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Judge Blocks Work Requirements for Medicaid Recipients in Arkansas and Kentucky



Kentucky officials had meanwhile made the case that labor requirements could save money for the state and thus make its expansion of Medicaid "financially viable." Gov. Matt Bevin, a republican whose democratic predecessor extended the program, has warned repeatedly that he will end the expansion for economic reasons if the rules of employment do not survive in court.

But Judge Boasberg rejected the economic argument. Federal officials said he had not found that the waiver would save money or make the program more sustainable.

In seeking a federal permit to impose labor requirements, Kentucky had estimated that 95,000 fewer residents would have been enrolled in Medicaid within five years, although its lawyers said many would have found jobs offering insurance. Lawyers for the applicants predicted that the number would be much larger and the early results in Arkansas ̵

1; thousands who lost coverage to either fail to meet the 80-hour requirement. Month or failure to properly report their compliance – strengthened their case. [19659002] Adam Meier, the Secretary of Kentucky's Cabinet for Health and Family Services, said in a statement: "Although a setback to our implementation plan, we believe we have an excellent record of appeal and are currently considering the next steps."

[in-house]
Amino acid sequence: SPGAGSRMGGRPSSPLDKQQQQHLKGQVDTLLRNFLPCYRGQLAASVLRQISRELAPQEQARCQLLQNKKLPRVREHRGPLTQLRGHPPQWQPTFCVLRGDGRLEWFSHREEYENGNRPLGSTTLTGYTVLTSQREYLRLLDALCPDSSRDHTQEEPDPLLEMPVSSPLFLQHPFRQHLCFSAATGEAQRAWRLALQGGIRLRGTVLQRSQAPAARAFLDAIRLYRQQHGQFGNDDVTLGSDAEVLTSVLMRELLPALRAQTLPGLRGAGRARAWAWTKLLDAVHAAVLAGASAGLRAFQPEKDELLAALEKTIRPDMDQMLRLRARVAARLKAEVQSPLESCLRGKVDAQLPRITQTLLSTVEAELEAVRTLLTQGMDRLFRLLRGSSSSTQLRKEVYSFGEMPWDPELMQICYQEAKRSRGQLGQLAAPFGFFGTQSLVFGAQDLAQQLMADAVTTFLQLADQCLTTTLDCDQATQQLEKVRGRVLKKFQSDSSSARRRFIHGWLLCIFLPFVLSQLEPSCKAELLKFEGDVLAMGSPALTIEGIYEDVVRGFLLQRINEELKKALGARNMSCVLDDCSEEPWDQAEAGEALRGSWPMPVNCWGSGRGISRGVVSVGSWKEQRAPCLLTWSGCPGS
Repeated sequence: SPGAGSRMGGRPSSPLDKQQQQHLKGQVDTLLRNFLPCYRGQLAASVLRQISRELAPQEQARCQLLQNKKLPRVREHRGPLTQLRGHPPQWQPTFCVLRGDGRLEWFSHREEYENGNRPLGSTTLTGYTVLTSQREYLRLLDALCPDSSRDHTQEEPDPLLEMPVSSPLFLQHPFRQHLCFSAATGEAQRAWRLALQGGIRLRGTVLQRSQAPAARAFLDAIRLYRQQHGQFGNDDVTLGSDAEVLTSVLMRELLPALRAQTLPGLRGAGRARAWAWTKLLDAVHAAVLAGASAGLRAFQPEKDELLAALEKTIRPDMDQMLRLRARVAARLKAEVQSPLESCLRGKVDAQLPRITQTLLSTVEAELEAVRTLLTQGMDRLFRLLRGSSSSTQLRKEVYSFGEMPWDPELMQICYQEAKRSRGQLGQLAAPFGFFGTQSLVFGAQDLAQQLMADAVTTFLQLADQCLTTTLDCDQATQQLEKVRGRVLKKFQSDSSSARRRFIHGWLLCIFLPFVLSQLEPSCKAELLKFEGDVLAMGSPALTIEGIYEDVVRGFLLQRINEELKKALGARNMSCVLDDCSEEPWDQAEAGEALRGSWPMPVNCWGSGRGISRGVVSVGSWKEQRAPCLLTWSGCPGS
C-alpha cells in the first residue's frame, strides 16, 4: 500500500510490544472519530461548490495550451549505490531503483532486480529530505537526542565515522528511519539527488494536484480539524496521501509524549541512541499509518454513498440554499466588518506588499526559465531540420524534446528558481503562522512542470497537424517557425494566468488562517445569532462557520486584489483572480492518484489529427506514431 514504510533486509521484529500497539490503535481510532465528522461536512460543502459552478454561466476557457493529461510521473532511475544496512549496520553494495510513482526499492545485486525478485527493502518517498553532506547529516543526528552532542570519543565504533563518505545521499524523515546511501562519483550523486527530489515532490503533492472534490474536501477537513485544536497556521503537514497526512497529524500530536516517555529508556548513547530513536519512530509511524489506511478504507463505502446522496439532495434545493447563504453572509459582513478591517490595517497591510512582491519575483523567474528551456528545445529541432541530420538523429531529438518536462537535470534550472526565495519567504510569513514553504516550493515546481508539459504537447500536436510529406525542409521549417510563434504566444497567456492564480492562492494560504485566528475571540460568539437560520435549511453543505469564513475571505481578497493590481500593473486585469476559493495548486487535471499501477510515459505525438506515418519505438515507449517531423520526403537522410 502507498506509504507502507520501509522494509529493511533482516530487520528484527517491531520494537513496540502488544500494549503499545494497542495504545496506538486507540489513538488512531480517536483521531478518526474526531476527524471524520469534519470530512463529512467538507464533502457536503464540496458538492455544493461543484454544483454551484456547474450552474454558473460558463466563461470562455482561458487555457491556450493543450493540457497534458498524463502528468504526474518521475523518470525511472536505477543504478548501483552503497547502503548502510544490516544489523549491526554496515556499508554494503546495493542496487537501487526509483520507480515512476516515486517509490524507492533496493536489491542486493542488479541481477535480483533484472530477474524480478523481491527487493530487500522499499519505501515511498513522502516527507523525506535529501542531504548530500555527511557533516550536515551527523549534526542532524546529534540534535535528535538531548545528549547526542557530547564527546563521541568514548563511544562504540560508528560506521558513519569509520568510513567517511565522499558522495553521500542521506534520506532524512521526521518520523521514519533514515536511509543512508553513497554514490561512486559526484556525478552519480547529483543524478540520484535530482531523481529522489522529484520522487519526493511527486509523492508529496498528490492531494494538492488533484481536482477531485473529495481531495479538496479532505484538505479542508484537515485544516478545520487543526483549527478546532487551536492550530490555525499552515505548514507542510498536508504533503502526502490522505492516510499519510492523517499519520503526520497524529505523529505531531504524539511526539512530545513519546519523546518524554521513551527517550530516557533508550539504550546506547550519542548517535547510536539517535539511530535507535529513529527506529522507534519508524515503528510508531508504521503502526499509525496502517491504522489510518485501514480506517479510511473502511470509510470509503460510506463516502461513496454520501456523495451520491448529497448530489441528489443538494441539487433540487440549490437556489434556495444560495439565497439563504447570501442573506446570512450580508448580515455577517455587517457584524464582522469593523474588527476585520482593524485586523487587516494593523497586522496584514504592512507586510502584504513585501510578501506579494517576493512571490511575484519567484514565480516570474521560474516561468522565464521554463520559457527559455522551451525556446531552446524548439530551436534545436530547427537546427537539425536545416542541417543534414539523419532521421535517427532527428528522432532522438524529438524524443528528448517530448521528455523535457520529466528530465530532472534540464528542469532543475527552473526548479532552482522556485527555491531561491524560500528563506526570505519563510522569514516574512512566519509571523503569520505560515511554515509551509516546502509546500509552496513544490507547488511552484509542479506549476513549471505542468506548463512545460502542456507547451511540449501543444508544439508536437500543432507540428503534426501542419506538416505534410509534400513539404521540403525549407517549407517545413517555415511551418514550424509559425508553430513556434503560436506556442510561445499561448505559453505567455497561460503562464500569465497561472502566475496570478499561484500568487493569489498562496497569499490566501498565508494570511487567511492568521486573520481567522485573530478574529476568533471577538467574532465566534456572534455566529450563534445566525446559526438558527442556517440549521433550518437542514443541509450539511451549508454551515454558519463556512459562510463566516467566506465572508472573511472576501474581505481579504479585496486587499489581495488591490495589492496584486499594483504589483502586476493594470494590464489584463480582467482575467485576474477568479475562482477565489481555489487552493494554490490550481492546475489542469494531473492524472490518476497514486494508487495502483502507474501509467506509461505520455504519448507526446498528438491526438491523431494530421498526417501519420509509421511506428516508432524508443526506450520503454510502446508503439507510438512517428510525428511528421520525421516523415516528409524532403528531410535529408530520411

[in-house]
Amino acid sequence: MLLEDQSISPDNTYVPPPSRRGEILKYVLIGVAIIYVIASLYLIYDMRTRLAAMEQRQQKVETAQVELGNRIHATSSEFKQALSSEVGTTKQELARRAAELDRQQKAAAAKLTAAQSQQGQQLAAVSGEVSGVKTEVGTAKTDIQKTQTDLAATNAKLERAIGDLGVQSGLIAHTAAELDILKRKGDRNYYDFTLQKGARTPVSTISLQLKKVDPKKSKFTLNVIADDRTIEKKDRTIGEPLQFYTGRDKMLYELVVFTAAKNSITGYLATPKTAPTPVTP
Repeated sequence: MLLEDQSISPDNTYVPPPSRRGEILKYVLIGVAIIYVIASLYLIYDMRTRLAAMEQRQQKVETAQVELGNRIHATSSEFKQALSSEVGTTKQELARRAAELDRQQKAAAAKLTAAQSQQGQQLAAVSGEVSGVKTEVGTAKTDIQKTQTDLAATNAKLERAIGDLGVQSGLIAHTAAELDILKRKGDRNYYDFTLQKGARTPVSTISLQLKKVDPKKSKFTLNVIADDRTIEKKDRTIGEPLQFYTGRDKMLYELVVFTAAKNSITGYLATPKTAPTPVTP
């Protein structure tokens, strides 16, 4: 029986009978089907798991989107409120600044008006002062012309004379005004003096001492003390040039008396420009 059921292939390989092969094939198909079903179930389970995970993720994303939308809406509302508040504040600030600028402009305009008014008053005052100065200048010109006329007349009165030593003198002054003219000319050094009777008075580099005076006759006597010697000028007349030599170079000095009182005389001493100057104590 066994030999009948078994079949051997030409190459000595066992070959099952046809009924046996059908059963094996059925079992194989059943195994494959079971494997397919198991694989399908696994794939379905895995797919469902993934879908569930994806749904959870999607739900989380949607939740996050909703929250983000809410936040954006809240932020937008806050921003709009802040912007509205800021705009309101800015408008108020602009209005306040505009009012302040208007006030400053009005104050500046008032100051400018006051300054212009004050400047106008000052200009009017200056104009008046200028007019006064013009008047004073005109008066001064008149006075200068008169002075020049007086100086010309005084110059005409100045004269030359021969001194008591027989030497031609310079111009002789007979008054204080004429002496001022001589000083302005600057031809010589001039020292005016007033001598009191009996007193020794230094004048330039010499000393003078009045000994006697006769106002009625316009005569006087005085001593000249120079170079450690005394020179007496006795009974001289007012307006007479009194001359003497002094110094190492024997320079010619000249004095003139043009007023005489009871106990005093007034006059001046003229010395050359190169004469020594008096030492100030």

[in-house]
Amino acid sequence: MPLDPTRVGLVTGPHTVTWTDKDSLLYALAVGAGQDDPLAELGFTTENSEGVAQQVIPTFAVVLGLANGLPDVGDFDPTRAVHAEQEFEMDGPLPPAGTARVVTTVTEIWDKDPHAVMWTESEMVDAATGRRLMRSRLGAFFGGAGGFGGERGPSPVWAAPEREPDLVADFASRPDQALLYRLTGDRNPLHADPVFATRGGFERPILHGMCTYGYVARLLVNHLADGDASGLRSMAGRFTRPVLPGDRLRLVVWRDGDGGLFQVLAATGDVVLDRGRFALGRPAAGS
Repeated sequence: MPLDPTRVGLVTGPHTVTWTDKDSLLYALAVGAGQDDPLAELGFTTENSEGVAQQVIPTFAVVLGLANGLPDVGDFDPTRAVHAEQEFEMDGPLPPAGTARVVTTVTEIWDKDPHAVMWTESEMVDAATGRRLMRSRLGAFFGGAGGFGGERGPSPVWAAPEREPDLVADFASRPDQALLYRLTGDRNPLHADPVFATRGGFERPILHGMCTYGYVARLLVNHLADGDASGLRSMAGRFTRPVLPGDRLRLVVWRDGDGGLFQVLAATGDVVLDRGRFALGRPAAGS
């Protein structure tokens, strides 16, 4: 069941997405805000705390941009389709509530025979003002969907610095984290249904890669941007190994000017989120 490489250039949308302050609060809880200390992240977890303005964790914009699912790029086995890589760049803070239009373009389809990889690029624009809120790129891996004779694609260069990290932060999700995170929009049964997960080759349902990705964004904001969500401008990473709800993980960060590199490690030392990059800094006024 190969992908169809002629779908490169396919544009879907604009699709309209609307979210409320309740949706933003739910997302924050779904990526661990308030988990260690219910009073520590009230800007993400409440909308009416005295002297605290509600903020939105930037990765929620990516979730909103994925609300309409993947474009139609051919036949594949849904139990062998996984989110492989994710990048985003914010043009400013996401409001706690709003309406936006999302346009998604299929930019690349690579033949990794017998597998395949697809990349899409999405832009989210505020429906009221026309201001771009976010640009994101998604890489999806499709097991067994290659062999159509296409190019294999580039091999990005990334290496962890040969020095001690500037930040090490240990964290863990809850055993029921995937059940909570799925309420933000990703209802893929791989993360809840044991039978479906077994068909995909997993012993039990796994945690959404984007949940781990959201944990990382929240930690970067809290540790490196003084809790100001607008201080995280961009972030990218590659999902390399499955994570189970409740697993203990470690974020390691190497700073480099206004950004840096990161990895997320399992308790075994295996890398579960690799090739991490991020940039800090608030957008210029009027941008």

He added: "The judge illegally concluded that Medicaid is about paying for health care for as many people as possible without regard to whether this coverage actually makes people healthier. We disagree with disagreement because a healthcare program like Medicaid of its nature must take into account whether it improves people's health. "

Gov. Asa Hutchinson of Arkansas, a Republican, said he was "disappointed" in the ruling and would discuss it further on a press conference on Thursday.

The other states that have won federal approval for the Medicaid work requirements are Arizona, Indiana, Michigan, New Hampshire, Ohio and Wisconsin. The New Hampshire claim, the next to enter into force, is the subject of a third lawsuit filed last week.


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